Auralization refers to the process of interjecting sound energy into a room and then taking the measurements of that sound’s behavior in the room. We can use this measured behavior to predict how energy will sound like when we play it in the room without any equipment or room treatment placed in the room. We can find the sweet spot and we can actually define the physical dimensions of it. If we change room surface treatments, we can “hear” their impact on the total room sound.
Middle and High Frequencies
Auralization works well for frequencies above 125 Hz. and is also best in large room configurations. I have never been able to find the real definition of what constitutes a large room. For that matter, I do not think I have seen a definition of a small room either. One can use it on smaller rooms and it will assist one with about three different variables that relate directly to our sound presentation.
Direct Vs. Reflected Sound
The first variable we will look at is the ratio of early to late arriving sound. Direct sound is the sound that leaves our speakers and travels the straightest and most direct path to our ears. It is non reflected sound, so it has not struck any room surface and thus finds itself now contaminated by the room. Direct sound is the most wanted. Reflected energy from our room boundary surfaces contains room sound. Measuring the delay from the reflected to the direct, can tell us many things.
D50 – Speech Intelligibility
There is a term called D50. This is the definition and measurement when it comes to speech intelligibility. In order for speech to be heard within a room, we must have a scale or ratio of direct to reflected energy to assist us with defining speech intelligibility. D50 represents all delayed sound arriving within 50 ms of the direct sound. This is our window and reference for speech clarity.
C80 – Music clarity
C80 is defined as the music clarity index and includes all reflected and delayed energy arriving within 80 seconds of the direct. LFC refers to the lateral energy fractions or the impression of spaciousness or “air” in our sonic presentations. This LFC measurement is based on the ratio of laterally arriving reflections between 5 and 80 ms.
T Time – Not Golf Game
The center of gravity or T time is an interesting measurement. This the physical field in which the sound energy is concentrated within. The echogram will show us a low value if the arriving sound is concentrated in the early part of the echogram and a high value if the reflections are less strong and the decay of these is slower.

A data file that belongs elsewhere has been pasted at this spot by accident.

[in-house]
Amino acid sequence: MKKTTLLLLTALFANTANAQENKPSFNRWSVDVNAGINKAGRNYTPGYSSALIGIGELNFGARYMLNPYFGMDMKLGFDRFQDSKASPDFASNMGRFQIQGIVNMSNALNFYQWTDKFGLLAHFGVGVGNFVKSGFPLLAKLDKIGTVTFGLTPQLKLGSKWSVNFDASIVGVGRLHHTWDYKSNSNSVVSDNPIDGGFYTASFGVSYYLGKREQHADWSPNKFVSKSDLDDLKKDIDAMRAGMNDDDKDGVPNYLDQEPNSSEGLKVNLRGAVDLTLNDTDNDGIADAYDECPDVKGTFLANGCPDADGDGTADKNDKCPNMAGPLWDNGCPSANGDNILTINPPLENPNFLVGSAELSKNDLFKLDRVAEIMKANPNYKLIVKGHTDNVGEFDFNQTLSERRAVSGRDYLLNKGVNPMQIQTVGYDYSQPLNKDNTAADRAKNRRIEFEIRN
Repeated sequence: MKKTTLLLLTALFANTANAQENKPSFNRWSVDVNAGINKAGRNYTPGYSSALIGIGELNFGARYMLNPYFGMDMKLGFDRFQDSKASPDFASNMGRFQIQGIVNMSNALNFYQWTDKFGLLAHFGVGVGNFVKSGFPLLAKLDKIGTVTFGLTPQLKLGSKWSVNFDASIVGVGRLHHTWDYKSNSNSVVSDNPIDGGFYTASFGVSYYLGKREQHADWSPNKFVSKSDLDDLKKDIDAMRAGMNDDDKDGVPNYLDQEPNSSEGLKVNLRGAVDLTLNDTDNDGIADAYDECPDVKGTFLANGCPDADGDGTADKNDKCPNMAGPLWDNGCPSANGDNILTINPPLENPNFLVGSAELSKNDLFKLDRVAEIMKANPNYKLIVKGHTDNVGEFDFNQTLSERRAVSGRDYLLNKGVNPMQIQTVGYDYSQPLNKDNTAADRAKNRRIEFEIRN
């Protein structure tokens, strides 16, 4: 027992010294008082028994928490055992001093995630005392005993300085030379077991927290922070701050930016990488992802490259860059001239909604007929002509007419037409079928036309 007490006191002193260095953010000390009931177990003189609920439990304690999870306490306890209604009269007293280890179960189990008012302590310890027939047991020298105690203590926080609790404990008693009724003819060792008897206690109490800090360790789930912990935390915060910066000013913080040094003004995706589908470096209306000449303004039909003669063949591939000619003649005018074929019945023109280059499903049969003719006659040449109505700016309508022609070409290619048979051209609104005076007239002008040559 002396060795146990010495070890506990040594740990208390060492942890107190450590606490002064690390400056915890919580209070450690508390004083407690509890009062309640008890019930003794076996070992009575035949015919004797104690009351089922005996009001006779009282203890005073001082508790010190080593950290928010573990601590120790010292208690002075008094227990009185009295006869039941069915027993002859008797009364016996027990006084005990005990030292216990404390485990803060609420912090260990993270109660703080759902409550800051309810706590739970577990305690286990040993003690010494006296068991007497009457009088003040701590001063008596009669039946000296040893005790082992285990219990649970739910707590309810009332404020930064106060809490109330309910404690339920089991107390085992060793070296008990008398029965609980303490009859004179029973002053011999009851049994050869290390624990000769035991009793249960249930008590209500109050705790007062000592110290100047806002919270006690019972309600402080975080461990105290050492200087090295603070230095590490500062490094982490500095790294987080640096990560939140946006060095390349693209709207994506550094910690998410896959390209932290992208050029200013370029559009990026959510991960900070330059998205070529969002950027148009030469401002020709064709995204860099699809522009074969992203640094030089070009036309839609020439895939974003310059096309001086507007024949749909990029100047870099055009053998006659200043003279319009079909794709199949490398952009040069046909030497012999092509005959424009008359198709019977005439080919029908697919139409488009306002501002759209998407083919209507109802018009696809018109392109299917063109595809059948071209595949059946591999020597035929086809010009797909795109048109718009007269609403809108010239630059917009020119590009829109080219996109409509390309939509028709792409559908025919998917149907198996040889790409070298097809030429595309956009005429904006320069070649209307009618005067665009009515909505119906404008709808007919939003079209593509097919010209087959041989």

G10 – Pressure Number
G10 is the pressure measurement. G10 is the measured sound pressure with the room as it is compared to the direct energy from our loudspeakers. We measure for G10 by using 10 feet from a omni directional source. This will give us an idea of how loud the sound will be. This is mainly a large room measurement.
Auralization takes all of these parameters and focuses this data on the listening position. We can now look at the listening position and see the ratio of direct to reflected energy. We can also see the speech intelligibility index along with music clarity, T times and pressure plots. All of these variables can go along way to telling us how the room will sound before the building is even built.
We can look at speaker placement and room surface treatments. For example, if we are using speakers that are different in configuration, we can map their spread and look at their impact on the listening position. If we are using dipoles, we can visualize their spread pattern and see where the direct and diffused sound fields are with respect to the listening position. We can map the behavior of different set ups.
Reflection Minimized Area
We can actually listen to all of these variables in real time. We can see how the variables change over time. We can see how the energy from the speakers combines with the given dimensions of the room to pressurize the room. For example, our goal at the listening position is to create a reflection minimized area (RMA) around the listening position. We will be able to see that area by observing the sound pressure levels around the listening position.
Since our hearing is binaural, we can take the binaural impulse responses of the left and right ear and combine them with music in real time, we can measure the difference and be able to hear more accurately the ambiance of the space. If we compare an anechoic music sample which is a music sample that does not contain any room sound with the actual binaural room response, we can hear the impact of the room and the coloration the room produces.
Low Frequency Auralization
Auralization can assist us in predicting room coloration and how to deal with them. It is a process that works well above 125 Hz. but not so well below. Once again, low frequency energy has escaped the predictability that modern technology has given us. We now need auralization for low frequencies. What good is a reflection minimized area if it is smothered by room resonances created by low frequency energy.
Auralization software can help us in determining how our room will sound at the listening position by analyzing the direct vs. reflected energy. It can also tell us pressure levels and the impact of certain acoustical treatments. It is effective from 125 cycles and up and is used mainly in larger room configurations.